It really is too bad that major labels exercise so much control over the music business. Otherwise, Danger Radio might become huge very quickly. On Used and Abused, they take the formula for making amazing pop music, stretch it, break the limits, and put their own twist on it. And yet, what may be one of the best pop/rock albums of the year will most likely be overlooked completely.
There is no denying the similarities to Maroon 5 on Used and Abused. Mike Elizondo, who has produced Maroon 5 albums (as well as Eminem), shared the recording with Mike Green of Paramore fame. With the slick combination of R&B, boy-bands, and The Cab-style pop/punk, Danger Radio may seem like they’re ripping off the band of “This Love” fame. However, their lyrics are less about sex and contain more variety, their sound is less apologetic, and they trade the jazz influence for a Latin influence. “One More Chance,” a stand-out track and potential hit single, combines a Marc Anthony flair with chorus falsettos reminiscent of N*Sync. And the surprising part? It works.
Those looking for new, different, unique music may turn away from this album faster than Superman from Kryptonite, but can we really afford not to feed our guilty pleasures sometimes? The bouncy, Ben Folds piano of the title track paired with the blunt lyrics (“use and abuse me, but I won’t be comin’ back no more”) monopolize the ears, while the singalong closing track “Where I Started” sticks in the head and refuses to leave. Even the more melancholy songs like “Another Lesson in Love” and “Kiss ‘n Tell” are danceable and catchy without being over-the-top.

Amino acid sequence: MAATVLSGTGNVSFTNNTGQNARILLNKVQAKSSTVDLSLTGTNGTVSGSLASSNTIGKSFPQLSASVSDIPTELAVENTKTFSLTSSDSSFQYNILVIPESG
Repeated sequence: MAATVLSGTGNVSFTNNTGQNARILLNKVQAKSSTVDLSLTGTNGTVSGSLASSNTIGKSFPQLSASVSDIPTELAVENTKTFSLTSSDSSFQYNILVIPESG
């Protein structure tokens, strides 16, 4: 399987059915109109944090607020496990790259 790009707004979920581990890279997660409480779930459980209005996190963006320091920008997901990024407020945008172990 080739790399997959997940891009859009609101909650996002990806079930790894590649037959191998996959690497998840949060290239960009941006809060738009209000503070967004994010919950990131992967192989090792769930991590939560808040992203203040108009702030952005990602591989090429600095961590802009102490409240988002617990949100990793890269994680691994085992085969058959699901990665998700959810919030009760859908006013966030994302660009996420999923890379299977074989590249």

Fortunately, Danger Radio stop just short of being too sugar-sweet. Nearly every song could possibly be a radio hit, and not one track is weak. Some sound almost like Rob Thomas doing solo work (“So Far Gone”), and others take on handclaps and synthesizers to put forward an interesting type of desperate love song (“Alive for the First Time”).
There is no indie here; there is no Guitar Hero potential; there is no lush concept album. What is on Used and Abused is fun, bouncy, memorable, and one of the only positive results ever to come out of the boy-band phenomenon.